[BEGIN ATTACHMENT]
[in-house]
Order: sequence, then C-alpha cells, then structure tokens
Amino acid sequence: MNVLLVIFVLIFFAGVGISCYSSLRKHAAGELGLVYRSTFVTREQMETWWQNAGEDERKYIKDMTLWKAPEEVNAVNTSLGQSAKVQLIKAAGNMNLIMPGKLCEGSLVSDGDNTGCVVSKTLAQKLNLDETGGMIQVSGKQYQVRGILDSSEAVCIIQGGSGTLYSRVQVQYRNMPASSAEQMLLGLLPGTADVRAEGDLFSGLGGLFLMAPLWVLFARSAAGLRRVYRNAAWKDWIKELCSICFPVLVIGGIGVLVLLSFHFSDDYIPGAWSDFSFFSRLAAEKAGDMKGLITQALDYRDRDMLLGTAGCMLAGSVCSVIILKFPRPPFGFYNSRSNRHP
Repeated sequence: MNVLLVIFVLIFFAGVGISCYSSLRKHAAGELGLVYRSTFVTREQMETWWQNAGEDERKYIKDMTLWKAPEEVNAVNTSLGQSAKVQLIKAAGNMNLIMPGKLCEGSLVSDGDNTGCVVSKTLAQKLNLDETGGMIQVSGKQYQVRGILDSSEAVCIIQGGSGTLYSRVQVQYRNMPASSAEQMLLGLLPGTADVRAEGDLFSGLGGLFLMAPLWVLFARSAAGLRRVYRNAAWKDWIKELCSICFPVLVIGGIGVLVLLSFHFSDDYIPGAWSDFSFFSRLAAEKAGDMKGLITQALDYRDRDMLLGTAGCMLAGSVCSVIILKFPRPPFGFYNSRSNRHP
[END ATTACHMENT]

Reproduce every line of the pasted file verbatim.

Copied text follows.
[in-house]
Order: sequence, then C-alpha cells, then structure tokens
Amino acid sequence: MNVLLVIFVLIFFAGVGISCYSSLRKHAAGELGLVYRSTFVTREQMETWWQNAGEDERKYIKDMTLWKAPEEVNAVNTSLGQSAKVQLIKAAGNMNLIMPGKLCEGSLVSDGDNTGCVVSKTLAQKLNLDETGGMIQVSGKQYQVRGILDSSEAVCIIQGGSGTLYSRVQVQYRNMPASSAEQMLLGLLPGTADVRAEGDLFSGLGGLFLMAPLWVLFARSAAGLRRVYRNAAWKDWIKELCSICFPVLVIGGIGVLVLLSFHFSDDYIPGAWSDFSFFSRLAAEKAGDMKGLITQALDYRDRDMLLGTAGCMLAGSVCSVIILKFPRPPFGFYNSRSNRHP
Repeated sequence: MNVLLVIFVLIFFAGVGISCYSSLRKHAAGELGLVYRSTFVTREQMETWWQNAGEDERKYIKDMTLWKAPEEVNAVNTSLGQSAKVQLIKAAGNMNLIMPGKLCEGSLVSDGDNTGCVVSKTLAQKLNLDETGGMIQVSGKQYQVRGILDSSEAVCIIQGGSGTLYSRVQVQYRNMPASSAEQMLLGLLPGTADVRAEGDLFSGLGGLFLMAPLWVLFARSAAGLRRVYRNAAWKDWIKELCSICFPVLVIGGIGVLVLLSFHFSDDYIPGAWSDFSFFSRLAAEKAGDMKGLITQALDYRDRDMLLGTAGCMLAGSVCSVIILKFPRPPFGFYNSRSNRHP